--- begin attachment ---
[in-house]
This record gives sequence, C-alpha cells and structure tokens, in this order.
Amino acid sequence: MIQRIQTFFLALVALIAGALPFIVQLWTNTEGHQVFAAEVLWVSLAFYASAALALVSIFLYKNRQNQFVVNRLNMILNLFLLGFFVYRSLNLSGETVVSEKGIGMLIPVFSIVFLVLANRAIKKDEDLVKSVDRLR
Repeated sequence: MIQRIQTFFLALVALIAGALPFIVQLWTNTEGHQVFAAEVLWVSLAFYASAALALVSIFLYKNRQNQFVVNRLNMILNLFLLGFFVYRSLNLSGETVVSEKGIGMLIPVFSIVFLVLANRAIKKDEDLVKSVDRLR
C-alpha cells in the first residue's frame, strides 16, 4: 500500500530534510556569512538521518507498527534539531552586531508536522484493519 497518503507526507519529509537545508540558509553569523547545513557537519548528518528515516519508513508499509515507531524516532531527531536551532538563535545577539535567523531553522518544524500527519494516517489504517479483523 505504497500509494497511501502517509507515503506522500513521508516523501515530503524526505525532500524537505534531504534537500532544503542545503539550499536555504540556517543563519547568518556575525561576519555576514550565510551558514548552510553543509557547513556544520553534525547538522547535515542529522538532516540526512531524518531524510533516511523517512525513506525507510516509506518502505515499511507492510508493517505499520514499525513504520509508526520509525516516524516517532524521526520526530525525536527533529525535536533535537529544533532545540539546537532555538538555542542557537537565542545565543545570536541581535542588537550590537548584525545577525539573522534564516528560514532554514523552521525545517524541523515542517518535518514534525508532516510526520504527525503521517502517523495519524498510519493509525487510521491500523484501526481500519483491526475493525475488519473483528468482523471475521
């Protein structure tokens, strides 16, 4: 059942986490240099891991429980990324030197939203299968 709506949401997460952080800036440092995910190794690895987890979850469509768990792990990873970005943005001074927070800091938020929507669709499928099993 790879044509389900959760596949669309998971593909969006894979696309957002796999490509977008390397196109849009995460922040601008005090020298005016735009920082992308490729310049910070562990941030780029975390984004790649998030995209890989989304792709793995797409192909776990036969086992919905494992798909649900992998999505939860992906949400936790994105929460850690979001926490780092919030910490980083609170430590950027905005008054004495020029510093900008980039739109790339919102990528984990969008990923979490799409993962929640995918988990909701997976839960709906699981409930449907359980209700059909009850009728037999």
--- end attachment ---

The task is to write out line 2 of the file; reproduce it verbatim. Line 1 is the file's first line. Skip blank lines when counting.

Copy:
This record gives sequence, C-alpha cells and structure tokens, in this order.